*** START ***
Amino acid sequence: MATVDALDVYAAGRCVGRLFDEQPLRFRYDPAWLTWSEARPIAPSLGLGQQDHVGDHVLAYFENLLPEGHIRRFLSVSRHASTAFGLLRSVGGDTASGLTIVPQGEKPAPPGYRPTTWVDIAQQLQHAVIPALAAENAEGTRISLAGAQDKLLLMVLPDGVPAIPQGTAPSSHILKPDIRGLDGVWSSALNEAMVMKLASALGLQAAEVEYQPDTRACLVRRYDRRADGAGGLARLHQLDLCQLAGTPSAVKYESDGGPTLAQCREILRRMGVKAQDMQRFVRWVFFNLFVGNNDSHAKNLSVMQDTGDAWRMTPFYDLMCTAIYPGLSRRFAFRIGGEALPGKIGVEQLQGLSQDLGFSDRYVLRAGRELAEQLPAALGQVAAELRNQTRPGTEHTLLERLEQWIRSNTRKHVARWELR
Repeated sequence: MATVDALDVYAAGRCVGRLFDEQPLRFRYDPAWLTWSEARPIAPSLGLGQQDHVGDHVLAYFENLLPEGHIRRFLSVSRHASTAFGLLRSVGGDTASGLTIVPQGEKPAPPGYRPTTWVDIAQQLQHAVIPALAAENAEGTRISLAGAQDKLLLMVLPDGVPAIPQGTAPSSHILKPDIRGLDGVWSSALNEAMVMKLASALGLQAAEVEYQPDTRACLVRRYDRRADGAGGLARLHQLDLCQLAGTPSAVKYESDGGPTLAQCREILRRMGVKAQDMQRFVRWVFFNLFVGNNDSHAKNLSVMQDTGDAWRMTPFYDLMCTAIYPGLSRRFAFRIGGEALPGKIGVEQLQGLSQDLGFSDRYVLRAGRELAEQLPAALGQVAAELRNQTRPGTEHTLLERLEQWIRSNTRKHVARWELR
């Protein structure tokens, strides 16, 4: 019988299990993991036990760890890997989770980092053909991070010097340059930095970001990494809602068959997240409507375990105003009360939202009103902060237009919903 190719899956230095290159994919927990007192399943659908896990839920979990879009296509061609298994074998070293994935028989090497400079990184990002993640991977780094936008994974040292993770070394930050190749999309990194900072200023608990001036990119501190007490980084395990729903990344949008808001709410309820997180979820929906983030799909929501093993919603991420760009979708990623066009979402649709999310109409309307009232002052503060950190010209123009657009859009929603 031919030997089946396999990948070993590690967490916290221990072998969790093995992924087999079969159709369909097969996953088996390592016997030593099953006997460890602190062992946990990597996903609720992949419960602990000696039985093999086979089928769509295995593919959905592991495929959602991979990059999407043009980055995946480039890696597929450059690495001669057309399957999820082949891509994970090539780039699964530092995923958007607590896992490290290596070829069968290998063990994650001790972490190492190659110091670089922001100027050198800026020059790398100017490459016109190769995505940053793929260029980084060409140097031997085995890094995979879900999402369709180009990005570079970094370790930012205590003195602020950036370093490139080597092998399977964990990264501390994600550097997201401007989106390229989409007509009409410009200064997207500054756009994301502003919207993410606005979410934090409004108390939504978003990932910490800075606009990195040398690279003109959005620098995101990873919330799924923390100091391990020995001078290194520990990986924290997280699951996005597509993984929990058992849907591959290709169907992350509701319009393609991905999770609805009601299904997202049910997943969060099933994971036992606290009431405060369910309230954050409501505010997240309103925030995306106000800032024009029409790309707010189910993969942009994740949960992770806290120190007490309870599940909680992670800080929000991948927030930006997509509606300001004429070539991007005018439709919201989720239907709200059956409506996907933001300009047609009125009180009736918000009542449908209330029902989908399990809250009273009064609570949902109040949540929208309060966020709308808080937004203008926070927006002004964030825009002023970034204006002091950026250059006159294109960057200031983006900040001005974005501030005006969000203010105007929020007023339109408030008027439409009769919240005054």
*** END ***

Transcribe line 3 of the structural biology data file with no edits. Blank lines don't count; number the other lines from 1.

């Protein structure tokens, strides 16, 4: 019988299990993991036990760890890997989770980092053909991070010097340059930095970001990494809602068959997240409507375990105003009360939202009103902060237009919903 190719899956230095290159994919927990007192399943659908896990839920979990879009296509061609298994074998070293994935028989090497400079990184990002993640991977780094936008994974040292993770070394930050190749999309990194900072200023608990001036990119501190007490980084395990729903990344949008808001709410309820997180979820929906983030799909929501093993919603991420760009979708990623066009979402649709999310109409309307009232002052503060950190010209123009657009859009929603 031919030997089946396999990948070993590690967490916290221990072998969790093995992924087999079969159709369909097969996953088996390592016997030593099953006997460890602190062992946990990597996903609720992949419960602990000696039985093999086979089928769509295995593919959905592991495929959602991979990059999407043009980055995946480039890696597929450059690495001669057309399957999820082949891509994970090539780039699964530092995923958007607590896992490290290596070829069968290998063990994650001790972490190492190659110091670089922001100027050198800026020059790398100017490459016109190769995505940053793929260029980084060409140097031997085995890094995979879900999402369709180009990005570079970094370790930012205590003195602020950036370093490139080597092998399977964990990264501390994600550097997201401007989106390229989409007509009409410009200064997207500054756009994301502003919207993410606005979410934090409004108390939504978003990932910490800075606009990195040398690279003109959005620098995101990873919330799924923390100091391990020995001078290194520990990986924290997280699951996005597509993984929990058992849907591959290709169907992350509701319009393609991905999770609805009601299904997202049910997943969060099933994971036992606290009431405060369910309230954050409501505010997240309103925030995306106000800032024009029409790309707010189910993969942009994740949960992770806290120190007490309870599940909680992670800080929000991948927030930006997509509606300001004429070539991007005018439709919201989720239907709200059956409506996907933001300009047609009125009180009736918000009542449908209330029902989908399990809250009273009064609570949902109040949540929208309060966020709308808080937004203008926070927006002004964030825009002023970034204006002091950026250059006159294109960057200031983006900040001005974005501030005006969000203010105007929020007023339109408030008027439409009769919240005054």